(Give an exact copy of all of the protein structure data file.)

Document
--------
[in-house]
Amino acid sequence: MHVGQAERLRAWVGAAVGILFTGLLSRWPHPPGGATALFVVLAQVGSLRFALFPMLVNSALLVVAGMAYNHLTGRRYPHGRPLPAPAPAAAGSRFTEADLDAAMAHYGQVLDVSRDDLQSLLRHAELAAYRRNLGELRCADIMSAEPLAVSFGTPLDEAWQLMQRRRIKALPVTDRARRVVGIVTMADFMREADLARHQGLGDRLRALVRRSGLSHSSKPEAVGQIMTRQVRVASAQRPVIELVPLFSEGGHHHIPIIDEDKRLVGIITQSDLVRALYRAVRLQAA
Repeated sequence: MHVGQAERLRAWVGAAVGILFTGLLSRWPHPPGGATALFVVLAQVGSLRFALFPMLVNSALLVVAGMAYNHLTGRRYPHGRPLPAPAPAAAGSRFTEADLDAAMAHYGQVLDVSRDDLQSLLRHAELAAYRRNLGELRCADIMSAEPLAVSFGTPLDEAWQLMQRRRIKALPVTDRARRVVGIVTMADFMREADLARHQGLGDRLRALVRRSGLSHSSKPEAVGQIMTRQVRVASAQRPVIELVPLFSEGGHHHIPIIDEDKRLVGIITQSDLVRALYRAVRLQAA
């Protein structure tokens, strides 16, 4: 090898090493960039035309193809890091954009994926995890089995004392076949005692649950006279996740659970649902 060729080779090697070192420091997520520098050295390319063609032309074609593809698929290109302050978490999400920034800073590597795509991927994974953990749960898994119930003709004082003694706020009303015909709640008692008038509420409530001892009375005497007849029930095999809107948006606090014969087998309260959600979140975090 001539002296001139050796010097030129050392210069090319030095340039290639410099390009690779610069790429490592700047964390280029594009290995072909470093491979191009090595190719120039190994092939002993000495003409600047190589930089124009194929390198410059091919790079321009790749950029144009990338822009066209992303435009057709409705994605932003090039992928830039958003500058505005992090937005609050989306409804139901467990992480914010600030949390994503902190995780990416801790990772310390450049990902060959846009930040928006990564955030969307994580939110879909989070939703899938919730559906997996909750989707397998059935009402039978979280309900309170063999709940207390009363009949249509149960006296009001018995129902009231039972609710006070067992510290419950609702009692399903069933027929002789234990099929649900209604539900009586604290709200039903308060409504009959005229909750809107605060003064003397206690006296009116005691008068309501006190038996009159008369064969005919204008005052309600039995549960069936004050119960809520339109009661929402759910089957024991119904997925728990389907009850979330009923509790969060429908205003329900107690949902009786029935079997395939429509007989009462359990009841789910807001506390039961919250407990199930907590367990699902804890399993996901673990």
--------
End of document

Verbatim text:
[in-house]
Amino acid sequence: MHVGQAERLRAWVGAAVGILFTGLLSRWPHPPGGATALFVVLAQVGSLRFALFPMLVNSALLVVAGMAYNHLTGRRYPHGRPLPAPAPAAAGSRFTEADLDAAMAHYGQVLDVSRDDLQSLLRHAELAAYRRNLGELRCADIMSAEPLAVSFGTPLDEAWQLMQRRRIKALPVTDRARRVVGIVTMADFMREADLARHQGLGDRLRALVRRSGLSHSSKPEAVGQIMTRQVRVASAQRPVIELVPLFSEGGHHHIPIIDEDKRLVGIITQSDLVRALYRAVRLQAA
Repeated sequence: MHVGQAERLRAWVGAAVGILFTGLLSRWPHPPGGATALFVVLAQVGSLRFALFPMLVNSALLVVAGMAYNHLTGRRYPHGRPLPAPAPAAAGSRFTEADLDAAMAHYGQVLDVSRDDLQSLLRHAELAAYRRNLGELRCADIMSAEPLAVSFGTPLDEAWQLMQRRRIKALPVTDRARRVVGIVTMADFMREADLARHQGLGDRLRALVRRSGLSHSSKPEAVGQIMTRQVRVASAQRPVIELVPLFSEGGHHHIPIIDEDKRLVGIITQSDLVRALYRAVRLQAA
């Protein structure tokens, strides 16, 4: 090898090493960039035309193809890091954009994926995890089995004392076949005692649950006279996740659970649902 060729080779090697070192420091997520520098050295390319063609032309074609593809698929290109302050978490999400920034800073590597795509991927994974953990749960898994119930003709004082003694706020009303015909709640008692008038509420409530001892009375005497007849029930095999809107948006606090014969087998309260959600979140975090 001539002296001139050796010097030129050392210069090319030095340039290639410099390009690779610069790429490592700047964390280029594009290995072909470093491979191009090595190719120039190994092939002993000495003409600047190589930089124009194929390198410059091919790079321009790749950029144009990338822009066209992303435009057709409705994605932003090039992928830039958003500058505005992090937005609050989306409804139901467990992480914010600030949390994503902190995780990416801790990772310390450049990902060959846009930040928006990564955030969307994580939110879909989070939703899938919730559906997996909750989707397998059935009402039978979280309900309170063999709940207390009363009949249509149960006296009001018995129902009231039972609710006070067992510290419950609702009692399903069933027929002789234990099929649900209604539900009586604290709200039903308060409504009959005229909750809107605060003064003397206690006296009116005691008068309501006190038996009159008369064969005919204008005052309600039995549960069936004050119960809520339109009661929402759910089957024991119904997925728990389907009850979330009923509790969060429908205003329900107690949902009786029935079997395939429509007989009462359990009841789910807001506390039961919250407990199930907590367990699902804890399993996901673990």